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https://www.slashfilm.com/universal-monsters-blu-ray-box-set/

New Universal Monsters Blu-ray Box Set Will Make You Forget About the Dark Universe



If you still haven’t washed the bad taste of Universal’s Dark Universe out of your mouth, this might help. A new Universal Monsters Blu-ray box set will be hitting shelves just in time for the Halloween season, offering up 30 black and white horror classics.

The original Universal Monsters movies are – for the most part – unbeatable. Starting with Dracula in 1931, Universal realized there was money to be made in scaring the bejesus out of unsuspecting audiences. From the ’30s all the way through the late 1950s, Universal adapted classic gothic novels and other folkloric traditions into a series of moody, atmospheric chillers, and popularized the horror genre in the process. In years to come, Hammer would inject blood-red color into these stories and adapt them for a new generation. And as the horror genre evolved, it would become more graphic, more political, more brutal. But those Universal classics still prevail, even after Universal themselves tried to tarnish their legacy with the abysmal Dark Universe.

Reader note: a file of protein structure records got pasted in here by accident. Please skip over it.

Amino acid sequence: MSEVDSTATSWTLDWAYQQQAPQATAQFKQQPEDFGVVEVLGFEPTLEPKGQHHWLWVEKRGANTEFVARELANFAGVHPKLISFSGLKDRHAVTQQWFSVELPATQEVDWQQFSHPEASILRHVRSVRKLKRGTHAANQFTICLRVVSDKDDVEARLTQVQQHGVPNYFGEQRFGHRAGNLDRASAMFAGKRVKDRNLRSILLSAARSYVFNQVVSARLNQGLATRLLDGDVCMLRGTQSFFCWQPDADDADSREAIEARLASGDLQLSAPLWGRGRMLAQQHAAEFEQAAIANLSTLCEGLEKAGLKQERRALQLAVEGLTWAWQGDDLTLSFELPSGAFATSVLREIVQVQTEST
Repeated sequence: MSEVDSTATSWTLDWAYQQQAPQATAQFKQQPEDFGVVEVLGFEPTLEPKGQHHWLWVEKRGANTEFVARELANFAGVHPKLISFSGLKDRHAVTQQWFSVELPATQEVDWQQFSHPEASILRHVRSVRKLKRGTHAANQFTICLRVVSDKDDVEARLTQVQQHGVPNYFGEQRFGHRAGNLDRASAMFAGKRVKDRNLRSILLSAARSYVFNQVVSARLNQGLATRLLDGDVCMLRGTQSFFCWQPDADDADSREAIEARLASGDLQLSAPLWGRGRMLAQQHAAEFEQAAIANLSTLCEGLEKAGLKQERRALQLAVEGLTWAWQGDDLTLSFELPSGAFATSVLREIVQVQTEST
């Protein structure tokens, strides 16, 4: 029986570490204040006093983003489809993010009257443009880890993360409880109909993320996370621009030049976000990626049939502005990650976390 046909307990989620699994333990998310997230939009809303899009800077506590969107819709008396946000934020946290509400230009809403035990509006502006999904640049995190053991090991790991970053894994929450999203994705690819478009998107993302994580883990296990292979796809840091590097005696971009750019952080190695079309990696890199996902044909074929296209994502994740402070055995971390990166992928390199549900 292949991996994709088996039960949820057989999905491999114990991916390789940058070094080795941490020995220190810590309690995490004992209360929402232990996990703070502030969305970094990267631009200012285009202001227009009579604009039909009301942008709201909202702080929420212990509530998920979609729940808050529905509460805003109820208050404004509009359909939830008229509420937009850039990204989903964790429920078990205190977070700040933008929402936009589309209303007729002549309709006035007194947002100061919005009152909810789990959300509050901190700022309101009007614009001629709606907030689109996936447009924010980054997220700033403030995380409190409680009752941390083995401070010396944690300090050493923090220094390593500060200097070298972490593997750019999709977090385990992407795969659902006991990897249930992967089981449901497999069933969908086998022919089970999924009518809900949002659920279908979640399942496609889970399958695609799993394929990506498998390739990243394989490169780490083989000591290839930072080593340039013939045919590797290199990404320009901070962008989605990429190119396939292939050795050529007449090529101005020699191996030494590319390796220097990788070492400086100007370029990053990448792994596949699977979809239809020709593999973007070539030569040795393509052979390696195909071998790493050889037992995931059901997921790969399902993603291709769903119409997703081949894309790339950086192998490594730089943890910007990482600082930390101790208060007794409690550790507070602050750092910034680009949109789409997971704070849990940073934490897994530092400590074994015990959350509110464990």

The Universal Monsters films have found their way to DVD and Blu-ray before in various collections devoted to each series – i.e. the Dracula collection, the Frankenstein collection, and so on. But now, Universal is going to unleash them in one massive Blu-ray box set containing 30 films. The box set will arrive on August 28, which is just in time to kick-off the Halloween season (we all know Halloween season begins the last week of August, right?).

Here’s what’s included in the set:

“Dracula” (1931)

“Frankenstein” (1931)

“The Mummy” (1932)

“The Invisible Man” (1933)

“The Bride of Frankenstein” (1935)

“Werewolf of London” (1935)

“Dracula’s Daughter” (1936)

“Son of Frankenstein” (1939)

The Invisible Man Returns” (1940)

“The Mummy’s Hand” (1940)